Thermostat temperature settings for summer vary between each home and as humidity and temperatures change. While many Cincinnati homeowners are concerned with using less energy to run air conditioning equipment, it’s hard to save energy and save money if you don’t set the thermostat correctly.
We make many mistakes when it comes time to set the thermostat in summer, because we don’t know what temperature to set on our programmable thermostats. The thermostat in summer holds to key to home energy efficiency, so it’s time you figure out the right thermostat settings to use throughout the day.
Thomas & Galbraith shares the best temperature to use when setting your thermostat for summer energy savings. Learn how to adjust recommended thermostat settings and lower your energy bill without sacrificing comfort. Reduce the amount of cooling your air conditioning system must make and enjoy the cool air without shelling out extra money to cool your home degrees lower than you really need.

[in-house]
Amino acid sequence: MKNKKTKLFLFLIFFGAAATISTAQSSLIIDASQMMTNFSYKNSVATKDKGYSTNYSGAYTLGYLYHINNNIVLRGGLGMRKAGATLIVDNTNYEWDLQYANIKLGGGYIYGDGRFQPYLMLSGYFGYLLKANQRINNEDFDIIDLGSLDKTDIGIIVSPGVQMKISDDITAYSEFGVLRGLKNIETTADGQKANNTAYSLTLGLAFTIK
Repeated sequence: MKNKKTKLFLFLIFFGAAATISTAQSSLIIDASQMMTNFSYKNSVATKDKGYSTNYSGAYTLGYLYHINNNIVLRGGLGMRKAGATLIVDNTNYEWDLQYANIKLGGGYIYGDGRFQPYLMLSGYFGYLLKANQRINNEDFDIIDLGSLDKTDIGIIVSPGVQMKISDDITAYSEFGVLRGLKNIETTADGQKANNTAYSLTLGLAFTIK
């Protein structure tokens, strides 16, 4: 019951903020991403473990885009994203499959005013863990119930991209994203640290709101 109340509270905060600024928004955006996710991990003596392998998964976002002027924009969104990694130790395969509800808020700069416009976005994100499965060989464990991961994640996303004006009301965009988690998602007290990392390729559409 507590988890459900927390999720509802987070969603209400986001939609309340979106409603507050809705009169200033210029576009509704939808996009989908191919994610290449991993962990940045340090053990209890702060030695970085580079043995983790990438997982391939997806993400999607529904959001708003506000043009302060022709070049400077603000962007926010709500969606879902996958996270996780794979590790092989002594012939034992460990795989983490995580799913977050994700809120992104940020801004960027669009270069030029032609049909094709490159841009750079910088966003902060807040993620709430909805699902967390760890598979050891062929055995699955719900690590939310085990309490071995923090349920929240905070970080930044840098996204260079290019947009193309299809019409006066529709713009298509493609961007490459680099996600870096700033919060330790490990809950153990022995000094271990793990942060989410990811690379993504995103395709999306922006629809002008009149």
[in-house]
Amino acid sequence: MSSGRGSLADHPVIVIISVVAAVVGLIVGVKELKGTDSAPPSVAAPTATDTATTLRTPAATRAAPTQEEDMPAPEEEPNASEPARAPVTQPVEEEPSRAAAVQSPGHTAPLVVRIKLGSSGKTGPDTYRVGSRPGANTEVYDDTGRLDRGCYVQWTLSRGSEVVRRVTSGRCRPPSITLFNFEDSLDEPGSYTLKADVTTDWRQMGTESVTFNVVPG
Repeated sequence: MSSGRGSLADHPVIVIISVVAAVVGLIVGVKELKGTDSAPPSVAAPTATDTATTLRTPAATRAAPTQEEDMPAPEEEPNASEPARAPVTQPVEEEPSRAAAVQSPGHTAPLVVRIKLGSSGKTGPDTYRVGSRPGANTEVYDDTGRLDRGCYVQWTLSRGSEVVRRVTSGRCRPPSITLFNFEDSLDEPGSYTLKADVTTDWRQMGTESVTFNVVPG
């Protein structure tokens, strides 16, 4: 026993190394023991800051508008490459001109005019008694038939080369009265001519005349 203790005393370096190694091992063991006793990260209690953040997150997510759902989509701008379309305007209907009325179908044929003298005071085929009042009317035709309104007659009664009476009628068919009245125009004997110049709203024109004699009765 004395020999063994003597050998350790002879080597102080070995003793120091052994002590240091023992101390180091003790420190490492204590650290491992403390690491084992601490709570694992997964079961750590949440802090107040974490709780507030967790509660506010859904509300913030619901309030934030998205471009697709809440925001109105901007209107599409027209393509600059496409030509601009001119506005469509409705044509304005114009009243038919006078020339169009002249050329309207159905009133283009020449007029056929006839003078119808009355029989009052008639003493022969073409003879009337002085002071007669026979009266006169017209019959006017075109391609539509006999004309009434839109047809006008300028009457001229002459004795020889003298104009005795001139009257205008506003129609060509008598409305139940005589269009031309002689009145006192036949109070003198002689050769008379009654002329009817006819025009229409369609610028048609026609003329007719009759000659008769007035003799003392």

What Temperature Should I Set My Programmable Thermostat?
For many Cincinnati homeowners, it’s difficult to know what temperature to set thermostats – there are so many options. Do you set your thermostat for comfort, or find a temperature that is the most energy efficient?
It’s really up to you and your preferences, and many homeowners find their own balance between energy use and comfortable cold air. These tips help you know the temperatures to choose when turning your thermostat up or down for efficiency and comfort, as well as how to adjust and set thermostats for the perfect balance.
Recommended Thermostat Temperature for Efficiency
If you’re interested in setting your thermostat for energy efficiency, the U.S. Department of Energy is a great place to turn. They recommend you set the thermostat to 78 degrees to save money and save energy while cooling the house. Turning your thermostat higher during periods of the day where cold air isn’t as important generates more savings. The best temperature settings while you sleep is 82 degrees and set the thermostat in the summer to 85 degrees anytime you leave home.